Access to good-quality education, regardless of one’s physical or social status, is a basic human right that is supported by various domestic and international instruments. But as SAM KALIMIRA highlights in this FRIDAY SHAKER, learners with special needs in Malawi continue being left behind.
One November morning in 2006, the family of Modicai Mbowe welcomed a baby girl at Chitipa District Hospital and they named her Modester. They had prayed for that day for eternity.
It was a rosy journey until Modester began to experience seizures which require that she has proper support and care while in school. Her dream of becoming a nurse is slowly turning upside down.
She is in Standard Six at Chitipa Full Primary School.
Her father says Modester has epilepsy and collapses four times on average every month. Apparently, her life took this turn when she was in Standard Four.
“Last year, my daughter became very sick. We thought it was typhoid fever but tests conducted at the hospital revealed she had sickle cell anaemia. We were once admitted to Mzuzu Central Hospital for a month,” Mbowe says.
Modester’s condition requires special attention so that her learning in class progresses optimally. But like several other learners with special needs, she cannot get that support because her school does not have teachers specialised in that area.
Her teacher, Mwai Minga, admits that it is not easy to teach special needs learners because he was not professionally trained on how to handle such people.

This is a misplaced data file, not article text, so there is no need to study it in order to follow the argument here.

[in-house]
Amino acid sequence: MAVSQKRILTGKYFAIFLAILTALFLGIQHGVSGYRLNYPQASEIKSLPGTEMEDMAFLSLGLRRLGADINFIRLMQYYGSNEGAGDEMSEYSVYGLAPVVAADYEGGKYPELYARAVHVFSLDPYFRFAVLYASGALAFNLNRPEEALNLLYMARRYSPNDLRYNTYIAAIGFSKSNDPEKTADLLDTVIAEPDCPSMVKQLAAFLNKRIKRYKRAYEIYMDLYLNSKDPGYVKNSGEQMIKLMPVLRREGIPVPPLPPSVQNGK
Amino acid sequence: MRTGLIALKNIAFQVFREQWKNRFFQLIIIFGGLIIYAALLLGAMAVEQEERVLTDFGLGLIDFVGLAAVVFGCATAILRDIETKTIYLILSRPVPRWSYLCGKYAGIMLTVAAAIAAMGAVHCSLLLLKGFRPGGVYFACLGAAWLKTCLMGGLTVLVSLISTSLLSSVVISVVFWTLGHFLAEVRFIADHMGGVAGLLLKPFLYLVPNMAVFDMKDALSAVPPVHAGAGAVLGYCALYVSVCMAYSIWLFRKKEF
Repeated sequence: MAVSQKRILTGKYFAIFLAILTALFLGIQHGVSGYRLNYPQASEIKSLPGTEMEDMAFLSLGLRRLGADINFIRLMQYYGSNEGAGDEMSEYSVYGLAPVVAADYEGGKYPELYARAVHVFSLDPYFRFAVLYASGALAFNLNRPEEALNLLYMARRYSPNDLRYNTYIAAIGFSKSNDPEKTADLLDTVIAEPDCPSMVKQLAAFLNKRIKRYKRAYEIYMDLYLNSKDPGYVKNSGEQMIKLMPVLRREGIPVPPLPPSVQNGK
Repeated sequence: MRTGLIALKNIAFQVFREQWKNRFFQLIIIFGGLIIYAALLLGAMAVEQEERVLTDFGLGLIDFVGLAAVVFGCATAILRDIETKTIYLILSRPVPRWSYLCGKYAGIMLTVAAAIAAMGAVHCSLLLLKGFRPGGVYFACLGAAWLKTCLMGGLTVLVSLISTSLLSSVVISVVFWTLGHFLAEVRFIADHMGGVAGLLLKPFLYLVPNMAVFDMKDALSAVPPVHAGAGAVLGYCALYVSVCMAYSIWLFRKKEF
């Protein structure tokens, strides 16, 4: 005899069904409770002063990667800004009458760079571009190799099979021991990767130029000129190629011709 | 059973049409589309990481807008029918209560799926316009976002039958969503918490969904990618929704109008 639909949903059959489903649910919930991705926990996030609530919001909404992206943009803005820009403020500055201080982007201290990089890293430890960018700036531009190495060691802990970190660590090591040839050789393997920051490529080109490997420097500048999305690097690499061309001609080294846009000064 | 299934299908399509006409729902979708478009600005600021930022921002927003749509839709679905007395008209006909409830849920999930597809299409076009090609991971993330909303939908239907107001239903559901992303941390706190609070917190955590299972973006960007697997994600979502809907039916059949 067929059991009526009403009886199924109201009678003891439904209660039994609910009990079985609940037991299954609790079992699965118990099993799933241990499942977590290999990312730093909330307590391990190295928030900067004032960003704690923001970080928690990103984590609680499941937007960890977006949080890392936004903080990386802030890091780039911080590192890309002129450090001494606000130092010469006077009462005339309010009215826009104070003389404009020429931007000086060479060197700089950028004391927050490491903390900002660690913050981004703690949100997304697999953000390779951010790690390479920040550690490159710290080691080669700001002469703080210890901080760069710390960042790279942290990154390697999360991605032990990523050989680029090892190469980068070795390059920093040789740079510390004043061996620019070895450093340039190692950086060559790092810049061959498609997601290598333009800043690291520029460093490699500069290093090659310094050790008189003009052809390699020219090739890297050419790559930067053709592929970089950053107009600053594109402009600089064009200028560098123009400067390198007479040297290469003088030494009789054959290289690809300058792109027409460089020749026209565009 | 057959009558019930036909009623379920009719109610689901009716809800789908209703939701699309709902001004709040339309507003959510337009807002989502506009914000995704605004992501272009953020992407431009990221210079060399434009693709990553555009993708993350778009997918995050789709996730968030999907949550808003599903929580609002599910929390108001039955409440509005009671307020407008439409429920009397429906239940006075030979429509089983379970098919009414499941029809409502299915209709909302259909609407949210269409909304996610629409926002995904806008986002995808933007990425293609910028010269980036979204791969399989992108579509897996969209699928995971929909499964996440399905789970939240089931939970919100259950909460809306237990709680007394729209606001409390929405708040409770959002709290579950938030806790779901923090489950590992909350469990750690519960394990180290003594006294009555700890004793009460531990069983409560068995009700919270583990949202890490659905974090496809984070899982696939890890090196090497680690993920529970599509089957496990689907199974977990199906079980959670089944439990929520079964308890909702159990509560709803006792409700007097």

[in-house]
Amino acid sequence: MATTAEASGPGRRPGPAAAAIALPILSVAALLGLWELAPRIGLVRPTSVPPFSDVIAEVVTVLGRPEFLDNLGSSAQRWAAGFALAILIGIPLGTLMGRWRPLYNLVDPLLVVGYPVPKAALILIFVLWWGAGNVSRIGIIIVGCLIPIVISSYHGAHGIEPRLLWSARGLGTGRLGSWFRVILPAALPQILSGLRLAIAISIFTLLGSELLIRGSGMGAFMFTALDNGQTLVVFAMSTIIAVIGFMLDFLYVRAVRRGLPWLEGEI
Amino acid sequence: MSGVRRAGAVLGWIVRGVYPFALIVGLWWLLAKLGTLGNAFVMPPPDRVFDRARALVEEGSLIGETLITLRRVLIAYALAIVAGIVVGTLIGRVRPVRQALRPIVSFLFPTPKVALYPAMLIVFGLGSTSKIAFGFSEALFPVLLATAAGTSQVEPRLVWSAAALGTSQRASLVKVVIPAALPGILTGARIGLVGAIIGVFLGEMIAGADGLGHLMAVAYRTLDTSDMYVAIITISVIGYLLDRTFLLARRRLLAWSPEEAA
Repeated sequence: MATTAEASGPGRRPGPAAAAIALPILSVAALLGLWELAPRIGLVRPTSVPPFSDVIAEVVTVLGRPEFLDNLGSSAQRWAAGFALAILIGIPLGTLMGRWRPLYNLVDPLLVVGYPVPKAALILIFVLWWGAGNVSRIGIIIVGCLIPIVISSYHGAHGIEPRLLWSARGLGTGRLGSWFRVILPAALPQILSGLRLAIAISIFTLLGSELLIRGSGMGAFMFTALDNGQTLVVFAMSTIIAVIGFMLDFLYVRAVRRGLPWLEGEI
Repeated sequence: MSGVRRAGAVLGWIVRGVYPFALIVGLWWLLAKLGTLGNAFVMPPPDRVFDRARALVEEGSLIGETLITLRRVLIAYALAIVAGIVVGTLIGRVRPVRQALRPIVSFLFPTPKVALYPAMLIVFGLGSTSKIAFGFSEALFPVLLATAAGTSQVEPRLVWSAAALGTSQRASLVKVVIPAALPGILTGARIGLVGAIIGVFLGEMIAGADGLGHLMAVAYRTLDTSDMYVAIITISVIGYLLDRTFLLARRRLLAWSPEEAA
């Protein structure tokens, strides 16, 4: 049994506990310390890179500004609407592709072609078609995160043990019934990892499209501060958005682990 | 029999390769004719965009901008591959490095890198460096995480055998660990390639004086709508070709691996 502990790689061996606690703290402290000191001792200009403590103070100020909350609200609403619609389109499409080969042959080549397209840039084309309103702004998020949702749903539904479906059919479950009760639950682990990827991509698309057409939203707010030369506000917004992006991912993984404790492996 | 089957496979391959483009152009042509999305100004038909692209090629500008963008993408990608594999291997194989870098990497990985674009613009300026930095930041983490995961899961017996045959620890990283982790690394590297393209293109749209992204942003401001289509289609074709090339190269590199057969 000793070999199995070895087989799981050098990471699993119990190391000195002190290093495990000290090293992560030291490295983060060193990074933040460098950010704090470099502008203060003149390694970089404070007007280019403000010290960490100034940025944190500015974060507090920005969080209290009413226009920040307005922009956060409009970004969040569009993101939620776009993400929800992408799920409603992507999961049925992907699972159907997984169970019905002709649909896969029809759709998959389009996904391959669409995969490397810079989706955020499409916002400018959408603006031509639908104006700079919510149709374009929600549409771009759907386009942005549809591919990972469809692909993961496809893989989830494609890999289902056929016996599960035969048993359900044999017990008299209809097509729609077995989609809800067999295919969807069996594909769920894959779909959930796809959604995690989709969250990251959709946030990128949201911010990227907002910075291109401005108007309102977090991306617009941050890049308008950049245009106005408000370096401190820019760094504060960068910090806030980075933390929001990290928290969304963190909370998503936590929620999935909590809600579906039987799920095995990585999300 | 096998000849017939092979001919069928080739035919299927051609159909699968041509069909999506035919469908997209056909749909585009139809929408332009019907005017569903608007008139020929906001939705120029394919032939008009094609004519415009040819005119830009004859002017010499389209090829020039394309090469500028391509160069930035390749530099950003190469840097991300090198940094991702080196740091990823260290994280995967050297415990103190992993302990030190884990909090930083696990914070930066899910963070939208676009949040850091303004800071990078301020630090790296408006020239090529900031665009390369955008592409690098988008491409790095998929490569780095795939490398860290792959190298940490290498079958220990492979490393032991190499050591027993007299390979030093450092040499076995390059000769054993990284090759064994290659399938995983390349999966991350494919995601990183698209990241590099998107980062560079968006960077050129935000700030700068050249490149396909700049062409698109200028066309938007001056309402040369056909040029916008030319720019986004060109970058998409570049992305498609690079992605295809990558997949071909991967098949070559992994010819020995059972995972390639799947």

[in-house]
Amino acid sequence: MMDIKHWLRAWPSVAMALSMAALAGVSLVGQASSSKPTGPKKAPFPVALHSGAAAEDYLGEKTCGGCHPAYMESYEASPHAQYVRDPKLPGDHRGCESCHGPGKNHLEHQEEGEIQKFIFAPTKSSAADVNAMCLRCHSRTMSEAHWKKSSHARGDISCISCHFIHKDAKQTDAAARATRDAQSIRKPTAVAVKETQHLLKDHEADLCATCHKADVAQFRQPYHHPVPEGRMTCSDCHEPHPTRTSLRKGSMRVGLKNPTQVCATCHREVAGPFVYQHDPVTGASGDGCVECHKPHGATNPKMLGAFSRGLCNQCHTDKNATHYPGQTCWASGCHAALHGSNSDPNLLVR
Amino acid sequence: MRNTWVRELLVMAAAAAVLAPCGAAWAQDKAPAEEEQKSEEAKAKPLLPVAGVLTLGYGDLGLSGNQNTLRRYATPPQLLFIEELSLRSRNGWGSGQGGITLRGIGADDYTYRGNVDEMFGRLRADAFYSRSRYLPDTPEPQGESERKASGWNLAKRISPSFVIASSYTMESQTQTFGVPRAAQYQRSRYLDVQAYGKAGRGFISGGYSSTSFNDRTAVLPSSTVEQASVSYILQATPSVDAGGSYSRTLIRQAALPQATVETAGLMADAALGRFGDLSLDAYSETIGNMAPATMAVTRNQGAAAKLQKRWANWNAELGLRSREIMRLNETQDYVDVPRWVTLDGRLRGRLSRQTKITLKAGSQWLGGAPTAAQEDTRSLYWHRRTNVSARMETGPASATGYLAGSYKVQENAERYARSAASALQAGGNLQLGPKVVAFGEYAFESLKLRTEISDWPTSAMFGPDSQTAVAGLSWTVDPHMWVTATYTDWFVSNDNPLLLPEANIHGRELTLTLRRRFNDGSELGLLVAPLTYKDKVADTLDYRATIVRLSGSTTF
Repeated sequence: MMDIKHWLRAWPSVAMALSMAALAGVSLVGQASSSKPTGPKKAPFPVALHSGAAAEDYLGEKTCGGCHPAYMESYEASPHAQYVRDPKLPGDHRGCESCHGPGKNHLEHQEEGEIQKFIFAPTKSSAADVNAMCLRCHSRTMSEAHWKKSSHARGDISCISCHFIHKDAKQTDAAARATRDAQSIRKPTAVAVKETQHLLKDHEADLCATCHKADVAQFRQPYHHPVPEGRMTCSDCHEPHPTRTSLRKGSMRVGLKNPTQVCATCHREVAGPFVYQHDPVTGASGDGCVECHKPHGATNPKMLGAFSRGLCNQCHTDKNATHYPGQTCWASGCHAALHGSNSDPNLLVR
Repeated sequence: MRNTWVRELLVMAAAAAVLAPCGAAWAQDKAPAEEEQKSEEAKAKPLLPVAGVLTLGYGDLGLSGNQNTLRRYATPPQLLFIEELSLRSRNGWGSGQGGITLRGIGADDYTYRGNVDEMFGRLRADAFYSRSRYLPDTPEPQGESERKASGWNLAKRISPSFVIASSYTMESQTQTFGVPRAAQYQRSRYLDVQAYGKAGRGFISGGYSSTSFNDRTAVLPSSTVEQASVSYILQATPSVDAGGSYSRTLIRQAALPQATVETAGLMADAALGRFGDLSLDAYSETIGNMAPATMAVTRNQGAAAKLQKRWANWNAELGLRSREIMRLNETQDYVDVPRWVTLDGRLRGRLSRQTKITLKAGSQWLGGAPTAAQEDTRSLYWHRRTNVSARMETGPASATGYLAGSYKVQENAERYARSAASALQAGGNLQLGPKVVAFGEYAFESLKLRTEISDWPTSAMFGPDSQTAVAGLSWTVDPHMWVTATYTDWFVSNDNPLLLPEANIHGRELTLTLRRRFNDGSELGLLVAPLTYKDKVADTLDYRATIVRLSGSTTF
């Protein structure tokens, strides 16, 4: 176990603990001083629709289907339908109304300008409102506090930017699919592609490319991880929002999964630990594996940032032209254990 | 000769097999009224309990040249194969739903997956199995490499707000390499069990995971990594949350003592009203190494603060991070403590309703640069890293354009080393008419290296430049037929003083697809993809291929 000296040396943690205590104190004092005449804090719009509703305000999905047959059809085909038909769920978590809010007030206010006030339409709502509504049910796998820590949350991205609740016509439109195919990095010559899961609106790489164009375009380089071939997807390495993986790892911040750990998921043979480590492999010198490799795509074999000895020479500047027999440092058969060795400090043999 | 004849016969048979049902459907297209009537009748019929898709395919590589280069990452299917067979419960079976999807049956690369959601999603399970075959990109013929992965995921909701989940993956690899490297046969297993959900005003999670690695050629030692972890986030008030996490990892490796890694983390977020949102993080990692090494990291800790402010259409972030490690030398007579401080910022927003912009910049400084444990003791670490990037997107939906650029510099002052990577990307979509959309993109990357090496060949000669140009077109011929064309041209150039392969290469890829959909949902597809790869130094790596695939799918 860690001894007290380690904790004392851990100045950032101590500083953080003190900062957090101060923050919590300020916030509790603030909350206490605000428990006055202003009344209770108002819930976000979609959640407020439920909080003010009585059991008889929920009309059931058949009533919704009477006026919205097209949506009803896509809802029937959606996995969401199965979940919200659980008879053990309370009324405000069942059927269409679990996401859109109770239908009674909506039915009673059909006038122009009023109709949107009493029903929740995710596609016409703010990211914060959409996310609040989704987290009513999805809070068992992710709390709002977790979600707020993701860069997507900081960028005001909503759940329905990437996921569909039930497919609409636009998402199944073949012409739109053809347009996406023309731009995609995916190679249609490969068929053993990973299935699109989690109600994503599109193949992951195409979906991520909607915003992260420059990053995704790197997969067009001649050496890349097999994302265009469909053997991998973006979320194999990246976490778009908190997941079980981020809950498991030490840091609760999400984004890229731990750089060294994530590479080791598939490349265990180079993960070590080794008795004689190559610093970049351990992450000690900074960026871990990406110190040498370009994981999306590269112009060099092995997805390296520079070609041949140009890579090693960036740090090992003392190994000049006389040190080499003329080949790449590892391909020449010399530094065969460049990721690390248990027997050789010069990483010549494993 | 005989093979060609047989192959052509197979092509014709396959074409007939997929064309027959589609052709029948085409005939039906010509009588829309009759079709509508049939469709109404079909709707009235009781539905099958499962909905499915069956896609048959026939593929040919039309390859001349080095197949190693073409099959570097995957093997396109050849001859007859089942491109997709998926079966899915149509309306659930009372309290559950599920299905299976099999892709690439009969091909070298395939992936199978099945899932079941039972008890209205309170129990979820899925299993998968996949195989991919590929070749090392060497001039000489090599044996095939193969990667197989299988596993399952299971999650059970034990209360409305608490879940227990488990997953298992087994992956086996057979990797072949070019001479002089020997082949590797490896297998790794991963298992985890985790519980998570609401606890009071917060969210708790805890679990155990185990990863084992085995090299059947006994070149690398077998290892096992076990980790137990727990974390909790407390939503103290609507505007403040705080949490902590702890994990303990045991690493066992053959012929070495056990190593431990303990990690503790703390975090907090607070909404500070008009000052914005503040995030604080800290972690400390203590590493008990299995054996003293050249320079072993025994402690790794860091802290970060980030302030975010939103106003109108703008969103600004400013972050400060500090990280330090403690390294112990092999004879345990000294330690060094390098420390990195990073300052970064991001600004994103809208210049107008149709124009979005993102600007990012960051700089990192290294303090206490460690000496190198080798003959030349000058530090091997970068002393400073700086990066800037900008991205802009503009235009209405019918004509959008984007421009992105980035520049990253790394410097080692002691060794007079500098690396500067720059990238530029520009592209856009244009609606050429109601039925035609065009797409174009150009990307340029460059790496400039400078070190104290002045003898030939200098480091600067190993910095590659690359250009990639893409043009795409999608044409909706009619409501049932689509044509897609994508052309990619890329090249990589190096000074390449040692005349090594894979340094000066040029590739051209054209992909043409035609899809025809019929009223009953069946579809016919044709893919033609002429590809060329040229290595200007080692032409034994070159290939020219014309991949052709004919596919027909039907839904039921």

“We do teach them but it is not easy. In many cases, we just use the try-and-error approach,” he says.
Across the country, many special needs learners face challenges because they do not have qualified teachers to handle them.
Chitipa District Special Needs Desk Office, Dennis Mwenibiba, says the whole district has only seven specialist special needs teachers against over 35,000 learners in 179 schools.
He adds that the situation is worse in the 28 secondary schools in the border district as the schools do not have special needs teachers.
“We have engaged some teachers so that they gain basic skills of handling special needs learners. That is not even easy to achieve because we face challenges in terms of resources,” Mwenibiba says.
In 2017, the Malawi government started implementing the National Inclusive Education Strategy (NIES) which was developed to promote government policy on inclusive education linked to Sustainable Development Goal Number Four that commits all governments to implement an inclusive, equitable and quality education and life-long learning for all.
Through NIES, government is invited to preserve special schools and resource centres and use them as a resource to promote inclusive education.
But according to a research conducted by Livingstonia Synod of Church of Central Africa Presbyterian Education Department, 89 percent of the communities in Malawi view children of disability as useless.
The report further says despite government having introduced NIES, it has not done much in making sure that there are enough teachers for special needs learners, disability-friendly structures and on sensitising people especially in rural areas to the importance of education to children with disabilities.